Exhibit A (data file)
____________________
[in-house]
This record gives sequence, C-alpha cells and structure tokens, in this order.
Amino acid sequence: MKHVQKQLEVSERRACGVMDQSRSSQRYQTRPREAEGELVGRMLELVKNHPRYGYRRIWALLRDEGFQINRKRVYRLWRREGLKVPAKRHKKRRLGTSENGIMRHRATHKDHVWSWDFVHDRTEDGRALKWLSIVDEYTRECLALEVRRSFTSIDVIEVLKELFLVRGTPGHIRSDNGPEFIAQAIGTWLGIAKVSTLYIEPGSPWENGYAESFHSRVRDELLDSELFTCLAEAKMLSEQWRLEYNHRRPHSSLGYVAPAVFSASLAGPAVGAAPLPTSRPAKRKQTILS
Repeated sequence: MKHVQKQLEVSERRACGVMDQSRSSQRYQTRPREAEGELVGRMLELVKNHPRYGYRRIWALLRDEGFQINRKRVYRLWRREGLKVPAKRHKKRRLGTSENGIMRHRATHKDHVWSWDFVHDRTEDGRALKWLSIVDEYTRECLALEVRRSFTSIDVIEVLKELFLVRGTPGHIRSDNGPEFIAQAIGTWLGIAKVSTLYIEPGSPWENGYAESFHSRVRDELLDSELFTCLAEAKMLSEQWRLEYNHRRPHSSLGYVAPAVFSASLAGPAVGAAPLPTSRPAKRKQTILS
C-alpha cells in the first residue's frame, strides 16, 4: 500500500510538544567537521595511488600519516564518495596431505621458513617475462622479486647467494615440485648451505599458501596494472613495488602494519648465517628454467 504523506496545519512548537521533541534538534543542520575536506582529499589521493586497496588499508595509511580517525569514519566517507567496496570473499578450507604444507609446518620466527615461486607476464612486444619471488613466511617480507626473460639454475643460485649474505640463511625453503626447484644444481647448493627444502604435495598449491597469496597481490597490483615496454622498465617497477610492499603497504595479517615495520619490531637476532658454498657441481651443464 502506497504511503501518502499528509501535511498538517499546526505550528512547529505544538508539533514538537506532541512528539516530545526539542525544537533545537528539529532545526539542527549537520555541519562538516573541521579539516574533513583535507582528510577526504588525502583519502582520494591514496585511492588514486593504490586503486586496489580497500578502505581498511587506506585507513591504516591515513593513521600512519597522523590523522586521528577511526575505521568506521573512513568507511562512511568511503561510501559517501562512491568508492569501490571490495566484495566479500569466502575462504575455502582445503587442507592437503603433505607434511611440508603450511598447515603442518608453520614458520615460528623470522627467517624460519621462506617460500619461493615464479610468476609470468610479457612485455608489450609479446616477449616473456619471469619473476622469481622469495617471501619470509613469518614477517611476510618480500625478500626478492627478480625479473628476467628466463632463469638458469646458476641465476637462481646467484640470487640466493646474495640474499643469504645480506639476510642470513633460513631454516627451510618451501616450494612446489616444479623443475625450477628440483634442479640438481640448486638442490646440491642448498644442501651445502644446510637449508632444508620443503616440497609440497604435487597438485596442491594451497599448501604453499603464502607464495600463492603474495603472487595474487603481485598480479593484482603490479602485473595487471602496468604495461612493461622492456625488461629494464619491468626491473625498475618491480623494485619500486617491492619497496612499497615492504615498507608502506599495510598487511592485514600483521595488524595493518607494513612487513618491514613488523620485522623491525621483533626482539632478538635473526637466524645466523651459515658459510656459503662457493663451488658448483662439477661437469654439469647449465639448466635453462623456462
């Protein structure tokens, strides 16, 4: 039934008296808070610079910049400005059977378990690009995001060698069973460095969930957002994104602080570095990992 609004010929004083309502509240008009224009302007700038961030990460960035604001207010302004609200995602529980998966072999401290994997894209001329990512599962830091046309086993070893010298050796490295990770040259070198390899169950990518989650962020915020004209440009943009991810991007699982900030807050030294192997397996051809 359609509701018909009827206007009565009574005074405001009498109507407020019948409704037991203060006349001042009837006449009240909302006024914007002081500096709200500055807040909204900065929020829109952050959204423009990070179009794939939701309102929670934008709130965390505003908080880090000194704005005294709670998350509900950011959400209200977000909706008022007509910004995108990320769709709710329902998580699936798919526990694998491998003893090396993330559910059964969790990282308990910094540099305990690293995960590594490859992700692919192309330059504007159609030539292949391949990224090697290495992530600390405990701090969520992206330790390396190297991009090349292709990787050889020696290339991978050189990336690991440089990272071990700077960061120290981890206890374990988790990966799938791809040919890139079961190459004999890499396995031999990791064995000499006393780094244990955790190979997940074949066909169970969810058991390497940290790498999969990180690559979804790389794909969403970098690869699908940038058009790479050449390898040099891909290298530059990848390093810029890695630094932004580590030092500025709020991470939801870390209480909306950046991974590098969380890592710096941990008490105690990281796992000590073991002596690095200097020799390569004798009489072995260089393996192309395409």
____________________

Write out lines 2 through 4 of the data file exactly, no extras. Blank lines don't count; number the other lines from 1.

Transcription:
This record gives sequence, C-alpha cells and structure tokens, in this order.
Amino acid sequence: MKHVQKQLEVSERRACGVMDQSRSSQRYQTRPREAEGELVGRMLELVKNHPRYGYRRIWALLRDEGFQINRKRVYRLWRREGLKVPAKRHKKRRLGTSENGIMRHRATHKDHVWSWDFVHDRTEDGRALKWLSIVDEYTRECLALEVRRSFTSIDVIEVLKELFLVRGTPGHIRSDNGPEFIAQAIGTWLGIAKVSTLYIEPGSPWENGYAESFHSRVRDELLDSELFTCLAEAKMLSEQWRLEYNHRRPHSSLGYVAPAVFSASLAGPAVGAAPLPTSRPAKRKQTILS
Repeated sequence: MKHVQKQLEVSERRACGVMDQSRSSQRYQTRPREAEGELVGRMLELVKNHPRYGYRRIWALLRDEGFQINRKRVYRLWRREGLKVPAKRHKKRRLGTSENGIMRHRATHKDHVWSWDFVHDRTEDGRALKWLSIVDEYTRECLALEVRRSFTSIDVIEVLKELFLVRGTPGHIRSDNGPEFIAQAIGTWLGIAKVSTLYIEPGSPWENGYAESFHSRVRDELLDSELFTCLAEAKMLSEQWRLEYNHRRPHSSLGYVAPAVFSASLAGPAVGAAPLPTSRPAKRKQTILS